The news earlier this year that venerable Sweet Briar College in Virginia was closing its doors despite a hundred years of history and an outstanding national reputation intensified shock waves already moving through the world of higher education. A senior vice president at Moody’s predicted more college closures to come, while the Department of Education announced it was monitoring 544 colleges and universities it considers to be on shaky financial ground. When the National Association of College Admissions Counselors in May released its annual tally of colleges that had yet to meet their enrollment targets for next fall, there were 18 Pennsylvania schools on the list. Seven of those were local: Cabrini College, Delaware Valley University, Eastern University, Gwynedd Mercy College, Holy Family University, St. Joseph’s University … and the Pennsylvania Academy of the Fine Arts.
Okay, most of those are small liberal arts colleges — the sorts of places that, like Sweet Briar, are most likely to be facing economic straits. But PAFA? That two-centuries-old art school-cum-museum housed in a wedding-cake Frank Furness palace at Broad and Cherry? The school at which such prominent artists as Mary Cassatt, Thomas Eakins, Wharton Esherick, Benjamin West, Alexander Stirling Calder and David Lynch studied and/or taught? How could easels at such a renowned institution be going unused? Read more »
The Historic Landmark Building at PAFA | Photo: GPTMC
If you happen to see scaffolding going up around the hallowed Historic Landmark Building at the Pennsylvania Academy of Fine Arts, don’t fret. It’s all part of a summer-long restoration project to the building designed by Frank Furness and George Hewitt in the late-1800s.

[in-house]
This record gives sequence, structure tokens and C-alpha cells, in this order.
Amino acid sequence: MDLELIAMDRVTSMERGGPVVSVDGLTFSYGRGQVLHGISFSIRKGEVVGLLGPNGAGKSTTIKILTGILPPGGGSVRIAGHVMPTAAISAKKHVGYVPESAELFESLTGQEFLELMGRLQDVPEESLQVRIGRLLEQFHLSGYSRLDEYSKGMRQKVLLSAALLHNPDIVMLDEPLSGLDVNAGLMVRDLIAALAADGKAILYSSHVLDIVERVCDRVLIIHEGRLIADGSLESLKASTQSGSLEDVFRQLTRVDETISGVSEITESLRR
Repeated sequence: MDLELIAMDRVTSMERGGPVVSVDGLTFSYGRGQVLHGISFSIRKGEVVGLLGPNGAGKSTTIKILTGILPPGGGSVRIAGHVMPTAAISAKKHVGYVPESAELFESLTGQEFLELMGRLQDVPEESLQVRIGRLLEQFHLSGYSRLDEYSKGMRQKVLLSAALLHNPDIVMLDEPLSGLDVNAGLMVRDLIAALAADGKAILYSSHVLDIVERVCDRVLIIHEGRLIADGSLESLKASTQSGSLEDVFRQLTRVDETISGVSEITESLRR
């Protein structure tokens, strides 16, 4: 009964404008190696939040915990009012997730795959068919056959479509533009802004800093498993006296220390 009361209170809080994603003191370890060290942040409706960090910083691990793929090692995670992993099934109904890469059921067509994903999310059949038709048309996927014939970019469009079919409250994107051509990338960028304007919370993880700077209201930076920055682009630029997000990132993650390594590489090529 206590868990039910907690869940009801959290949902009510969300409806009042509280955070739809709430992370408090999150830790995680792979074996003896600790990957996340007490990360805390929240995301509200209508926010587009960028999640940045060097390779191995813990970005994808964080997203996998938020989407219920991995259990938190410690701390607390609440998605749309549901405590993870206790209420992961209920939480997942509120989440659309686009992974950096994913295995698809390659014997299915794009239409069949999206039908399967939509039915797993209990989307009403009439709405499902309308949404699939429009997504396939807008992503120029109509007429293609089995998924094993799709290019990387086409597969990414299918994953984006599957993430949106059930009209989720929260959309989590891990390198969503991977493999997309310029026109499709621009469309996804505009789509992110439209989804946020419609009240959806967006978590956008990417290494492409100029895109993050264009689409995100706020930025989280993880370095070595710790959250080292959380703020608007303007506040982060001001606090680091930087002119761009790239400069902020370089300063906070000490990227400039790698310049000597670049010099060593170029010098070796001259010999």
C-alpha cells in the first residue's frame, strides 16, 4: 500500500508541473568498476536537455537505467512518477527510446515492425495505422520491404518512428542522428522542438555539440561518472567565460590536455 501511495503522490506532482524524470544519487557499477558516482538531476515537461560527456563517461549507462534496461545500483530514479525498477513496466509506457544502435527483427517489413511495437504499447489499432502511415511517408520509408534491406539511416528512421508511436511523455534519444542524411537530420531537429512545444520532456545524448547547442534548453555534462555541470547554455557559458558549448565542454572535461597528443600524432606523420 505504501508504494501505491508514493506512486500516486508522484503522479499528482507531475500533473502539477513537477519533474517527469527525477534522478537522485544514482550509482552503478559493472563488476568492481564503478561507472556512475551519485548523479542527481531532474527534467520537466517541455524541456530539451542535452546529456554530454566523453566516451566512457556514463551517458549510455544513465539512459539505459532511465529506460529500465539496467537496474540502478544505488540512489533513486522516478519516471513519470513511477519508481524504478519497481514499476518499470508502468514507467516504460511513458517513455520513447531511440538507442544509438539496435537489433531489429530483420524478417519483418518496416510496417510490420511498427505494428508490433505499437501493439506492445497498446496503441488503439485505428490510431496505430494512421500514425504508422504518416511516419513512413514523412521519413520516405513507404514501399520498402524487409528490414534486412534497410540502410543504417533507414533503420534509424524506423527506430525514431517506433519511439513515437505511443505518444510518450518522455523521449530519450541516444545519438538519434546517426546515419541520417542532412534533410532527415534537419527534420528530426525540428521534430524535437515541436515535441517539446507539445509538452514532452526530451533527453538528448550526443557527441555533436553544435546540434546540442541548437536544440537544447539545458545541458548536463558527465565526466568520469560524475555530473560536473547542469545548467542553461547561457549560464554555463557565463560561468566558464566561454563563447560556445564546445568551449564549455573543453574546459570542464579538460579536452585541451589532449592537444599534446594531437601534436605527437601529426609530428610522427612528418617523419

Juxtaposed with the gigantic glass and metal Pennsylvania Convention Center across Broad Street, the Victorian Gothic museum building is still a wonder to this very day. It will see a handful of skillful–and gentle–repairs, including the restoration of the slate and glass roof as well as its stone and brick exterior, according to a recent press release from PAFA. Scaffolding installation begins May 18 and should take seven to 10 days to complete. The cost of the project is “about $1.5 million,” says PAFA’s Heike Rass. Here’s more:
For the rest of the summer, work will include stone cleaning, mortar repair, new slate on the center roof, new gutter work, resetting and sealing skylights, and installation of heat tracers in the building’s rain gutters to prevent formation of icicles on the edge of the facade.